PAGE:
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Building a Youth Master Plan

By: Mikayla Ferg, Alliance AmeriCorps VISTA serving at the Minneapolis Youth Coordinating Board 

My year at the Minneapolis Youth Coordinating Board is focused on building a Youth Master Plan that aims to mobilize an agenda on the behalf of youth in Minneapolis between four public jurisdictions—the City of Minneapolis, Hennepin County, Minneapolis Public Schools, and the Minneapolis Park and Recreation Board. Over the past two months, I have been coordinating a series of 13 youth-led meetings in each City Council ward in Minneapolis to develop the recommendations that will ultimately go into the Youth Master Plan. The youth ward meetings provide youth with an opportunity to show up and speak about issues that matter to them in front of their local elected officials and model what authentic youth voice in decision making processes looks like.

Though the youth ward meetings are one of the most exciting parts of the Youth Master Plan project, they have also proved to be one of the most challenging parts as well. Planning largely involved reaching out to City Council Members’ offices and reserving space at youth-friendly locations in each City Council ward. Though not the most thrilling thing I’ve ever done, incessantly calling about scheduling and space reservations soon overtook my life.

Once we started holding the youth ward meetings in mid-March, I thought I was in the clear and that all my planning would come to fruition and everything would come together perfectly. I was wrong. Getting young people in the door at the ward meetings proved to be much more difficult than anyone originally thought, which forced me to rethink the structure and modality of the meetings to encourage greater youth participation. Ultimately, we came up with ways to engage youth in the process of developing recommendations in addition to the already scheduled ward meetings; I showed up at a few youth events to ask for short feedback, and I tapped into our partnerships with youth organizations to collaborate more closely with communities we felt were underrepresented in the process. In short, we figured it out and made it work.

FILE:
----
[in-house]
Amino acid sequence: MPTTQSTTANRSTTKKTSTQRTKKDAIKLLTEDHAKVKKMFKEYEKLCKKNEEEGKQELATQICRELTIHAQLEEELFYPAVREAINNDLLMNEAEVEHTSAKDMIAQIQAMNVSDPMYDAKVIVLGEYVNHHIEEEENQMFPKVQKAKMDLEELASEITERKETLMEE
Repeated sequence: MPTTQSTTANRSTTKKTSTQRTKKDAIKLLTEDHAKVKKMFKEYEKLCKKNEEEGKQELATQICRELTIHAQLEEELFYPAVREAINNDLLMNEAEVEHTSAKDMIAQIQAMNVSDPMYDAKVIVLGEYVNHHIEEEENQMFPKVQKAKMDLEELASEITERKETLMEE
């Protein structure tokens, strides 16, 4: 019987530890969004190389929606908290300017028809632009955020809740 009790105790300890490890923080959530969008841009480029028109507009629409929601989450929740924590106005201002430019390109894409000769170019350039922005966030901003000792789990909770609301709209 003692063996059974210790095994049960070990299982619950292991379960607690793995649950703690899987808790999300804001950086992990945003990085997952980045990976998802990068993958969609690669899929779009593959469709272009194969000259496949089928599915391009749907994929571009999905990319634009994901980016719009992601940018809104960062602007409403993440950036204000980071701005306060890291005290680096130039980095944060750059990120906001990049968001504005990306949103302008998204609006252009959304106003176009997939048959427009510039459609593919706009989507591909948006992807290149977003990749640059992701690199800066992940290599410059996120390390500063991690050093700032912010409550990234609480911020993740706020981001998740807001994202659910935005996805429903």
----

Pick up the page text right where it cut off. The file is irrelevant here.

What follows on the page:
I didn’t make it work alone, though. Collaborative work has been a hallmark of the youth ward meeting process, both in setting up and executing the meetings. Though frustrating when people weren’t responding as quickly or with as much information as I wanted them to, collaboration proved to be hugely beneficial when rethinking how to restructure and supplement the ward meetings using the insights and suggestions from YCB staff and elected officials.

Though they got off to a rocky start, the ward meetings have been a valuable way to connect with youth that the YCB doesn’t usually connect with and incorporate their voices and ideas into our decision-making processes. The young people at each meeting have been passionate and articulate about their experiences in Minneapolis and possible directions for change. This hasn’t come as a surprise for me, but it has been a good reminder of the power, knowledge, and desire for change that youth carry with them that is often excluded from formal decision making.

From Voices from the Field, Spring 2019 

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